Russia’s government announced sanctions against Turkey on Monday, banning imports of fruit and vegetables, but warned that the scale of restrictions may increase. In the wake of the downing of a Russian jet that violated Turkish air space—Russia, one of Turkey’s largest markets for exports after Germany—has already halted most tourism to Turkey, which is already struggling with surging unemployment and decreased exports to the Middle East and China. Meanwhile, Egypt is seeking to supply Russian markets with goods previously supplied by Turkey. Minister of Industry and Foreign Trade Tarek Qabil said he was seeking a list of Turkish imports that Moscow had prohibited, with a view to arranging for their supply by Egyptian manufacturers. Qabil issued the statement after his return from the United Arab Emirates, saying he had discussed the issue with his Russian counterpart, Denis Manturov. [WSJNYTDNEAMAY, 11/30/2015]

Egypt’s subsidies in July, August nearly triple in year-on-year rise
Subsidies in July and August 2015 cost the Egyptian government EGP 15.8 billion, a whopping 300 percent increase from the EGP 5.3 billion in subsidies paid in the same months in 2014, the state’s statistics agency CAPMAS said on Saturday. CAPMAS said in a press release that the General Authority for Supply Commodities, which buys staples like wheat on behalf of the state, has dominated subsidy allowances, accounting for EGP 8.3 billion, double the spend of EGP 4.4 billion last year. A sum of EGP 6.7 billion in subsidies was reported under a category titled “other.” This is more than eight times the amount of EGP 0.8 reported in this section last year. Government financial institutions also took up EGP 0.8 billion, again eight times as much as they did in those two month last year. [Aswat Masriya, 11/28/2015]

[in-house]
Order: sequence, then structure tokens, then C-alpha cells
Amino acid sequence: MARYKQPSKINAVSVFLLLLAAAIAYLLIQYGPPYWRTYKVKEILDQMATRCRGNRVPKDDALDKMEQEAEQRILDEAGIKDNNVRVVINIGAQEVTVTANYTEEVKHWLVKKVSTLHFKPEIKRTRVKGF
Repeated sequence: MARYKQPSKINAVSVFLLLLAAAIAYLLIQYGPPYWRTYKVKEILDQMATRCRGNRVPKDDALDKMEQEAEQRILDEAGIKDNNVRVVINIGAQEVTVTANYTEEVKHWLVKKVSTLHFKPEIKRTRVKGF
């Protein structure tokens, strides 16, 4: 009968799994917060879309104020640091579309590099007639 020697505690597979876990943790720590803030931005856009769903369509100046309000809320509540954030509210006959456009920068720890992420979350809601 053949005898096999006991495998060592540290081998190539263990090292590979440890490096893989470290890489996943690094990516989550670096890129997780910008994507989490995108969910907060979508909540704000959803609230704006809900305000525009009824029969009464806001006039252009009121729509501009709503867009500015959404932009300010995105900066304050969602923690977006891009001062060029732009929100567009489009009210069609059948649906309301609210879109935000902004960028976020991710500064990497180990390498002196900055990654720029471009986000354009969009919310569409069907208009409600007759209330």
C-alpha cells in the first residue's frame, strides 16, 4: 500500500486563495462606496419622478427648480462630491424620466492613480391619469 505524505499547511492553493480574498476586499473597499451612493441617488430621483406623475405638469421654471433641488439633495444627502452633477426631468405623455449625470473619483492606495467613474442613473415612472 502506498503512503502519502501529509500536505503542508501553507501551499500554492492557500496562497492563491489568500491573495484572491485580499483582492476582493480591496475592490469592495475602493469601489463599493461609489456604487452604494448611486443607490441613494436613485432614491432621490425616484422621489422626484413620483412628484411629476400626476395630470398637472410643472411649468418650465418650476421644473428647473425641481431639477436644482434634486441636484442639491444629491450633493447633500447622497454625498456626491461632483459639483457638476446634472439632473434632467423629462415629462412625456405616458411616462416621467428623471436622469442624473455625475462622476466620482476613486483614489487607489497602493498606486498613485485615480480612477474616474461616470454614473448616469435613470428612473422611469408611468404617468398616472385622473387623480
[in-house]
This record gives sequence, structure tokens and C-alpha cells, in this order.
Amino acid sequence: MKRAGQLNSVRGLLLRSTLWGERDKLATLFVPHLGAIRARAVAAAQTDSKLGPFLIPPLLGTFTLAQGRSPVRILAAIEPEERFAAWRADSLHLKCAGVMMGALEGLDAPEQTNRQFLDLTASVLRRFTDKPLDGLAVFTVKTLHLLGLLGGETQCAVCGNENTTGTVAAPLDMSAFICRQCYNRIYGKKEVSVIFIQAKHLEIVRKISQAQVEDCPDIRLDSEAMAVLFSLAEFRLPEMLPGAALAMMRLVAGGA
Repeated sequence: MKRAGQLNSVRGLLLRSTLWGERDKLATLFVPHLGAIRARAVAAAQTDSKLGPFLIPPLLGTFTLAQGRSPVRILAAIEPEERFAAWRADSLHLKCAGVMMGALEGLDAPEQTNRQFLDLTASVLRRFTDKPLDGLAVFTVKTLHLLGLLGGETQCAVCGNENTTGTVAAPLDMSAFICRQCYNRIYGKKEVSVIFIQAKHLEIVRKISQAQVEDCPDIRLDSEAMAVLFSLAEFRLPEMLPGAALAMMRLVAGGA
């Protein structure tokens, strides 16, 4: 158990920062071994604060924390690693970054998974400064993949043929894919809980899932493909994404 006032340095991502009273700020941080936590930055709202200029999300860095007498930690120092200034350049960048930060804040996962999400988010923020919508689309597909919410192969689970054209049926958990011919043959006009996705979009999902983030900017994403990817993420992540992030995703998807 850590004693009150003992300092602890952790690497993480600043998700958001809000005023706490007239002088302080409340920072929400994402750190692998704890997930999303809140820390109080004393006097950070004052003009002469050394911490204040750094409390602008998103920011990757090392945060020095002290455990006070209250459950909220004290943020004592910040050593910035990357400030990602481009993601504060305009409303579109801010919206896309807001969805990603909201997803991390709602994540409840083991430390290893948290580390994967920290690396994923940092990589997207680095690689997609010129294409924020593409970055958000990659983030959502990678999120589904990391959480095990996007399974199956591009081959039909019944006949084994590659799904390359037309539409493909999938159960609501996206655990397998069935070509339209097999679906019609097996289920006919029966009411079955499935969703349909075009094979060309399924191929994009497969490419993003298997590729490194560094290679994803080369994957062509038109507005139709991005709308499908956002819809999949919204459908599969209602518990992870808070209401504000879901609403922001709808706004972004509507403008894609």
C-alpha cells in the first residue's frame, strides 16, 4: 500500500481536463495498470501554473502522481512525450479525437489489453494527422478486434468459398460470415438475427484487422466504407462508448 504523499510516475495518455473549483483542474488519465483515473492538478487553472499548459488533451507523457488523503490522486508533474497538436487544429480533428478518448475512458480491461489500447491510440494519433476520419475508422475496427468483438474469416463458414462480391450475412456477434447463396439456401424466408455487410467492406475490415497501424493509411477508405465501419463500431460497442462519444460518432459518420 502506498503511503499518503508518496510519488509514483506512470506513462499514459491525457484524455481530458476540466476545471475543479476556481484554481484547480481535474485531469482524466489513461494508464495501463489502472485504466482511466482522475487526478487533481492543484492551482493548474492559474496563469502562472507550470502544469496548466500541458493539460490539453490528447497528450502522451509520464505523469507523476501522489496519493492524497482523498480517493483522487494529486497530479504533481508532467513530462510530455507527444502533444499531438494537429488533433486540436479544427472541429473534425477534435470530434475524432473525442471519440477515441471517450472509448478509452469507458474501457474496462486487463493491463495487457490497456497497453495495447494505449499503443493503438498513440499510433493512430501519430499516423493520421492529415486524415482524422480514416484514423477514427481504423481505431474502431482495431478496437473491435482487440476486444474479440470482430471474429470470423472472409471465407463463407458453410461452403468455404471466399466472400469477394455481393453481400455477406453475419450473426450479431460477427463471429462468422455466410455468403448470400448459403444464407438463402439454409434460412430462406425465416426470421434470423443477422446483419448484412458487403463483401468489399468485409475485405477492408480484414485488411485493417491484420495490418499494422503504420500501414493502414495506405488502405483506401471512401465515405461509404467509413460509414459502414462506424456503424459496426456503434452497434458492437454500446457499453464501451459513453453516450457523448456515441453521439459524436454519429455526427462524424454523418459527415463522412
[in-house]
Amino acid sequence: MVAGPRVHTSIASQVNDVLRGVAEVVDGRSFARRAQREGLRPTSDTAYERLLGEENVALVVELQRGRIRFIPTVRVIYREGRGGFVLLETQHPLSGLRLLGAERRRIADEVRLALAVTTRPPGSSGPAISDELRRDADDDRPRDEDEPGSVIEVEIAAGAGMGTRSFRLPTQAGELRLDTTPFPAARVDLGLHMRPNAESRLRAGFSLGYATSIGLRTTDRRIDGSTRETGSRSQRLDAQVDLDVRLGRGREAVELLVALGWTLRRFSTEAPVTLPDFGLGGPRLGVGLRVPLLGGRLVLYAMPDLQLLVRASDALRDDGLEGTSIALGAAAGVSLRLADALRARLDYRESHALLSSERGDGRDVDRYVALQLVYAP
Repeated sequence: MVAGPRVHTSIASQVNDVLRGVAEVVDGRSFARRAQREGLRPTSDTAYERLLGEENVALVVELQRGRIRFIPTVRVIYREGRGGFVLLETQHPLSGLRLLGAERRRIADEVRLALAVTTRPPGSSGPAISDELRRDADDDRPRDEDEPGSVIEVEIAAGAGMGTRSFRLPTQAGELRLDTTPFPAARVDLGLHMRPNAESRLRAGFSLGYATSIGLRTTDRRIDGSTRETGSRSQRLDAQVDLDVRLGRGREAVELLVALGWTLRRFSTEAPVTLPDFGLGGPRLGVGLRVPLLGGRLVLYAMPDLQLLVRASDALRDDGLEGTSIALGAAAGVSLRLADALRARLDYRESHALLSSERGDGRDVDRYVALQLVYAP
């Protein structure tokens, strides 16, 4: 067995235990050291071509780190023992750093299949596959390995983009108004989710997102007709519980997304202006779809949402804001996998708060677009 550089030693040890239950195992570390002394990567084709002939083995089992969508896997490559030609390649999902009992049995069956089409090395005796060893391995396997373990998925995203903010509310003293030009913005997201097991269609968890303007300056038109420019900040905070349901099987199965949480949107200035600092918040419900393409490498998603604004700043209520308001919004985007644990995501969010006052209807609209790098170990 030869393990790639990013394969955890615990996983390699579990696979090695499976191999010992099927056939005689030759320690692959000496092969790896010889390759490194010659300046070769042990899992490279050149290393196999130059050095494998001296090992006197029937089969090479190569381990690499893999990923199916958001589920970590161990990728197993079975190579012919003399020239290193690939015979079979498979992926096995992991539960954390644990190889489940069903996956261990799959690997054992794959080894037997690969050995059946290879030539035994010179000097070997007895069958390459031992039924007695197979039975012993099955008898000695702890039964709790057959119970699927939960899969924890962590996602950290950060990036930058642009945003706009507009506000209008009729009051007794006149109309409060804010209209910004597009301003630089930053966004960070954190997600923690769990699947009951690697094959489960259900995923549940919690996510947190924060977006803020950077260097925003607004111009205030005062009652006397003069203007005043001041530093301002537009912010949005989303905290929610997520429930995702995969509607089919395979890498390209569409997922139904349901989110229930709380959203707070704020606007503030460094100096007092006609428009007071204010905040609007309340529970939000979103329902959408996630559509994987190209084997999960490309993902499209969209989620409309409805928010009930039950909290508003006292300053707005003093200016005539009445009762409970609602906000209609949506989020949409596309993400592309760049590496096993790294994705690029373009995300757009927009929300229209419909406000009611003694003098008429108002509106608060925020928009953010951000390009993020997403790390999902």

OPEC ready to rumble over Saudi output
Pressure is building on Saudi Arabia to rein in its oil output after a year of pumping full tilt, setting up a contentious Organization of the Petroleum Exporting Countries (OPEC) meeting. OPEC has pursued a Saudi-led strategy of keeping output high to win market share and squeeze presumably weaker rivals out of the market, but with prices falling to new lows, some members including Iran have decided the effort was a failure. They are preparing to press Saudi Arabia directly to pull back on production at the group’s meeting on December 4. Discontent has built up inside Saudi Arabia over the strategy as well, but the kingdom will likely maintain its policy—in part because it is wary of rising Iranian output as sanctions are lifted. To compensate for lost oil revenue, Saudi Arabia is considering reducing subsidies on energy and water for wealthy citizens and impose value added tax (VAT) and other taxes on unhealthy goods like cigarettes and sugary drinks, Deputy Crown Prince Mohammad Bin Salman was quoted as saying on November 25. Oil prices rose Monday on expectations of continued declines in US production. [WSJ, GDN, Bloomberg, 11/30/2015]

Kuwait names Finance Minister Anas al-Saleh as new Oil Minister
Kuwait on Sunday replaced its oil minister just days before the Organization of the Petroleum Exporting Countries is scheduled for a potentially contentious meeting over production. Kuwait appointed Anas al-Saleh as acting oil minister, replacing Ali al-Omair, who became minister of public affairs and retained his role as state minister for parliamentary affairs, according to an official decree. The royal decree, published by the state-controlled news agency, didn’t give a reason for the move. A person familiar with the matter said the decision came after Omair faced opposition following his attempts to introduce changes to the management structure of state oil companies. Eurasia Group’s Associate for the Middle East and North Africa, Coline Schep, said in a report that “lower tolerance for political infighting” is a positive indicator for Kuwait’s economic development. [WSJ, NYT, 11/29/2015]

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